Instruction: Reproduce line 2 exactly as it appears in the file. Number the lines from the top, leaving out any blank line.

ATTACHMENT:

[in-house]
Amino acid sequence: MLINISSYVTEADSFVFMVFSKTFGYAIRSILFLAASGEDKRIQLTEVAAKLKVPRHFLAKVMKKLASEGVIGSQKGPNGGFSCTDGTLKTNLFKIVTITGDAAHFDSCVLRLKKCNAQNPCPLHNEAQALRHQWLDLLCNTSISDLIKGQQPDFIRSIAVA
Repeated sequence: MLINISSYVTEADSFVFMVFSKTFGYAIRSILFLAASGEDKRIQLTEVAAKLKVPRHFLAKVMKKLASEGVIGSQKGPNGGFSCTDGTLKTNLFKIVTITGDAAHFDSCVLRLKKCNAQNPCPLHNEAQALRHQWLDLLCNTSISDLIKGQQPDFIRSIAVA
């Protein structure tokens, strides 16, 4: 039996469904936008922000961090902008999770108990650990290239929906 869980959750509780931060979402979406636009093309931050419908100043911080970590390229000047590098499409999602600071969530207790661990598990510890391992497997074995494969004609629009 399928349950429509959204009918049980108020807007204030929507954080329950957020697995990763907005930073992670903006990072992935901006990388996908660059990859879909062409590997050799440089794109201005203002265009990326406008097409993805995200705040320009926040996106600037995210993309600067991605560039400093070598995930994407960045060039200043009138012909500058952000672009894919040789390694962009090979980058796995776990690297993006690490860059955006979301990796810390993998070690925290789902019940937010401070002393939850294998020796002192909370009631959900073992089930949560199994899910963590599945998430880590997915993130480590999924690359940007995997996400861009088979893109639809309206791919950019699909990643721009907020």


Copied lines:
Amino acid sequence: MLINISSYVTEADSFVFMVFSKTFGYAIRSILFLAASGEDKRIQLTEVAAKLKVPRHFLAKVMKKLASEGVIGSQKGPNGGFSCTDGTLKTNLFKIVTITGDAAHFDSCVLRLKKCNAQNPCPLHNEAQALRHQWLDLLCNTSISDLIKGQQPDFIRSIAVA